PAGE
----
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- by Heythereall Nov 29, '12I find myself applying to schools as a nursing major, but am doing a job shadow program through my high school. I found that most nurses spend most of their time taking vitals, passing out meds, and charting. Is there anything more exciting to the job that I'm missing or is that the job in a "nutshell"
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- Nov 29, '12 by Rhi007You'll need to do a post grad course. For me I want to be a trauma nurse so I have to do a post grad in emergency nursing
- Nov 29, '12 by loriangel14No. There is much more to what you are seeing. It will also depend on the setting.Nurses do assessments, treatments,wound care, provide personal care, communicate with other members of the health care team,educate patients and families,monitor lab results,supervise aids... I am sure others can add more. Like I said, it greatly depends on what setting you work in. If you were in L&D or dialysis it would be a very different day.At lot of your day is problem solving and trouble shooting.Last edit by loriangel14 on Nov 30, '12
- Nov 30, '12 by RNperdiemThere is a whole world of "behind the scenes" work in nursing.
Lots of our work is mental planning and problem solving which is invisible to outsiders. You see the tasks, but you don't see the prioritization, the trained eye seeing trouble ahead.
- Nov 30, '12 by HeythereallIf there is that much to do where is the setting that finds the most excitement in their days? Because I just feel like with this job I'd be bored from what I have seen and although I would love to help people I'm not sure if nursing is where I would like to be if there is no setting that is that exciting
- Nov 30, '12 by dee78Describe "exciting". Every day is not going to be "exciting" and fun, few jobs provides that unless you work in a bounce house with kids. Or maybe a sky diving instructor. If you are an adreneline junkie then the ER would probably provide the most boost for you.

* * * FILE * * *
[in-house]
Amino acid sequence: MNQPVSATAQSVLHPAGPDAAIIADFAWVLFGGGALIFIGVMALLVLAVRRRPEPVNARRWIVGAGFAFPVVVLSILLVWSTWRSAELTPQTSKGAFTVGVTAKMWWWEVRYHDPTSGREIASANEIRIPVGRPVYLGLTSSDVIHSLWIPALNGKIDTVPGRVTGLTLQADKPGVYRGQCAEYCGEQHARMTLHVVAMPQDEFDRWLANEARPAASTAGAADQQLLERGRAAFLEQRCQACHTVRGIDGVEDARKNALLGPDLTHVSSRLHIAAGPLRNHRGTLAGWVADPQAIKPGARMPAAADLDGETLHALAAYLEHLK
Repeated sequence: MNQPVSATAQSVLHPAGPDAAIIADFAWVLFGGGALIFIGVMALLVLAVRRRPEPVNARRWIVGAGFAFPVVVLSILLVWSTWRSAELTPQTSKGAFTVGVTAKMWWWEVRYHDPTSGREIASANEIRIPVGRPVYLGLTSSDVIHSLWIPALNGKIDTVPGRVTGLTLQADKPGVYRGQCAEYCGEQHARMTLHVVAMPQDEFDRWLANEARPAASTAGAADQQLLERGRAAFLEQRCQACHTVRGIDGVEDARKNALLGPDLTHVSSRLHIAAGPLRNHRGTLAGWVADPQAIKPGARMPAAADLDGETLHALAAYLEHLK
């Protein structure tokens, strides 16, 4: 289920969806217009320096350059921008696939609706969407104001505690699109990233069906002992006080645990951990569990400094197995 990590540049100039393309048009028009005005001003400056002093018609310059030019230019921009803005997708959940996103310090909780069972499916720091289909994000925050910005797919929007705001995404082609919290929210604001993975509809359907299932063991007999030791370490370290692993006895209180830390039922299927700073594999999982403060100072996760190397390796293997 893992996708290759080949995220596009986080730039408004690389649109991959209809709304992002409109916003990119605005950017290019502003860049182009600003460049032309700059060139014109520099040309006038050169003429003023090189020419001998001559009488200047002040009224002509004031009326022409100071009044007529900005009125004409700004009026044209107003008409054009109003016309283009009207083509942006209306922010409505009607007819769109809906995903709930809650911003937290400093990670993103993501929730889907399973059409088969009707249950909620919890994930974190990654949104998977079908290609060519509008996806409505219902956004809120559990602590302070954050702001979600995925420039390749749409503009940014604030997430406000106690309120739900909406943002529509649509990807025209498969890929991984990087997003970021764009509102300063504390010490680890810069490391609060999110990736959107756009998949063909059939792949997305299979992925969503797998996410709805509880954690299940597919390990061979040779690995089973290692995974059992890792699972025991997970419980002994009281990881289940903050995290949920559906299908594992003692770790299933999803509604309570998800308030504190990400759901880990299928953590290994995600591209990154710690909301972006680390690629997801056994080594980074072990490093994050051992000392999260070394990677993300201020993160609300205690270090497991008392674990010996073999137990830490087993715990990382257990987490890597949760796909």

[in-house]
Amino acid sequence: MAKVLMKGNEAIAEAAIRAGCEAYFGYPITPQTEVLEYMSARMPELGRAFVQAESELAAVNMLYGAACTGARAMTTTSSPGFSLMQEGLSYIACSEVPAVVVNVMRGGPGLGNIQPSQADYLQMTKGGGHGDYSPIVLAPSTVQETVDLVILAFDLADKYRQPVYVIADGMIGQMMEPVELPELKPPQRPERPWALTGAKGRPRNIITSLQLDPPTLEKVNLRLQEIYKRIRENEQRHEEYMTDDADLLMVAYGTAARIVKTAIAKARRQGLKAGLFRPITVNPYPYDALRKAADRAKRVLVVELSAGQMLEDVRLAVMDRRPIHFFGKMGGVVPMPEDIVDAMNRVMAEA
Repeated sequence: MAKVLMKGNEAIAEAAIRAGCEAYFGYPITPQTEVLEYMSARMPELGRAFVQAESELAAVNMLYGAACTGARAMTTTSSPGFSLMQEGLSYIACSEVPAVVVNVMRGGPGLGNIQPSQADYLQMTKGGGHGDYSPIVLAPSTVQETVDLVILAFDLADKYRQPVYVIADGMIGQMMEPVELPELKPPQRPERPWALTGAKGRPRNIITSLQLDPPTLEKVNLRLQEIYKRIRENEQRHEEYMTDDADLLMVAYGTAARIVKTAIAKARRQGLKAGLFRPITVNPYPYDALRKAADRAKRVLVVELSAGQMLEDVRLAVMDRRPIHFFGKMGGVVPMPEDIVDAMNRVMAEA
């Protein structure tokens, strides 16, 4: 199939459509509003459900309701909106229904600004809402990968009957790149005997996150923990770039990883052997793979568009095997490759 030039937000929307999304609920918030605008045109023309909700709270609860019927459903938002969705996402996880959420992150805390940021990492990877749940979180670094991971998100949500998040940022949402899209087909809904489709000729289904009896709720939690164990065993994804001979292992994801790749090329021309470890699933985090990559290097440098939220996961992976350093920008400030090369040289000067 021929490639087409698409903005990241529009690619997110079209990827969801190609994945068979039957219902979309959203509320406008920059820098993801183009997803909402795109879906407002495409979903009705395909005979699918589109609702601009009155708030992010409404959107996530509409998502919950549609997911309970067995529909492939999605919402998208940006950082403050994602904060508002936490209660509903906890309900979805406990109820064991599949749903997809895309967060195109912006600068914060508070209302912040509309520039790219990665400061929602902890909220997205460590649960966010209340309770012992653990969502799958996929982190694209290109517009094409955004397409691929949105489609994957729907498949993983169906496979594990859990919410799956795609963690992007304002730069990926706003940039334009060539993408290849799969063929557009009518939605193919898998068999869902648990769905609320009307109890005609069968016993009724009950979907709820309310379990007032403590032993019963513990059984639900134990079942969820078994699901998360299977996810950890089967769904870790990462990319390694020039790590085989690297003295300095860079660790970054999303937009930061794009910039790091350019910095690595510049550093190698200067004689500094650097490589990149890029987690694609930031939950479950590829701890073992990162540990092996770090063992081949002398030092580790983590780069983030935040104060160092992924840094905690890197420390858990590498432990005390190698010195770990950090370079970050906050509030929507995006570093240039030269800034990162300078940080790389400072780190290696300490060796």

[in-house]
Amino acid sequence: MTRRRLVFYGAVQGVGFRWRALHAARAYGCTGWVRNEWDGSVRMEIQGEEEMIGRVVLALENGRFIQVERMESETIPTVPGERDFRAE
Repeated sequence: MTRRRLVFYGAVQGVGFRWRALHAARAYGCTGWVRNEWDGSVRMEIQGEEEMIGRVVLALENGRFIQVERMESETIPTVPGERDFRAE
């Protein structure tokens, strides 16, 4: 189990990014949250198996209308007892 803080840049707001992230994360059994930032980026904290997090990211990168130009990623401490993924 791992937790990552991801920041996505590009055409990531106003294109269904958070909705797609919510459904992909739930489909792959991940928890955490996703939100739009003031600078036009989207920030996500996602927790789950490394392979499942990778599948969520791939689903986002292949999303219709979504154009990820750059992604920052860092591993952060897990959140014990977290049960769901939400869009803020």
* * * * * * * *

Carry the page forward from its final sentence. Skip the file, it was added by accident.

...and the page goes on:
- Nov 30, '12 by TheCommuterI am a rehabilitation nurse. I wrote a detailed article about rehab nursing this summer. Click on the link below if you wish to know more about what a rehab nurse does:
I was a long-term care nurse on and off for six years. I also wrote a detailed article on LTC nursing several months ago. Click on the following link if you want to know what a LTC nurse does:
- Nov 30, '12 by BrandonLPNQuote from HeythereallIf there is that much to do where is the setting that finds the most excitement in their days? Because I just feel like with this job I'd be bored from what I have seen and although I would love to help people I'm not sure if nursing is where I would like to be if there is no setting that is that exciting
Nah, a nurse who's bored is a rare sight.
Even passing pills in LTC (which *appears* as dull as it gets) is the opposite of boring. It looks like were just dishing out the meds, but theres a million other things going through your head. You're worried about getting meds done on time, of course. But you're also thinking about that low grade temp on the resident in room 302.... is it nothing, or is their scheduled Tylenol masking a REAL fever and something more serious?.... is the agency aide going to half-ass all her HS care again?.... And why is your normally alert resident "all weird" as per the CNA? You're constantly thinking, planning.
Sometimes I MISS jobs where I could check out mentally and go into autopilot. I used to mix concrete, move furniture, load trailer trucks, but I could always turn my mind off. Nursing is exhausting in a different way.
- Nov 30, '12 by loriangel14Have you been watching a lot of medical dramas on TV? Real life nursing is not that exciting. Even ER nurses don't deal with constant drama and excitement.
- Nov 30, '12 by TheCommuterAlso keep in mind that nurses are not paid for what we do. Rather, we're paid for what we know.
We're not stock clerks or factory workers who are paid for output, level of production, and the number of tasks we complete. We're hired and paid for the thought we put into the tasks we complete.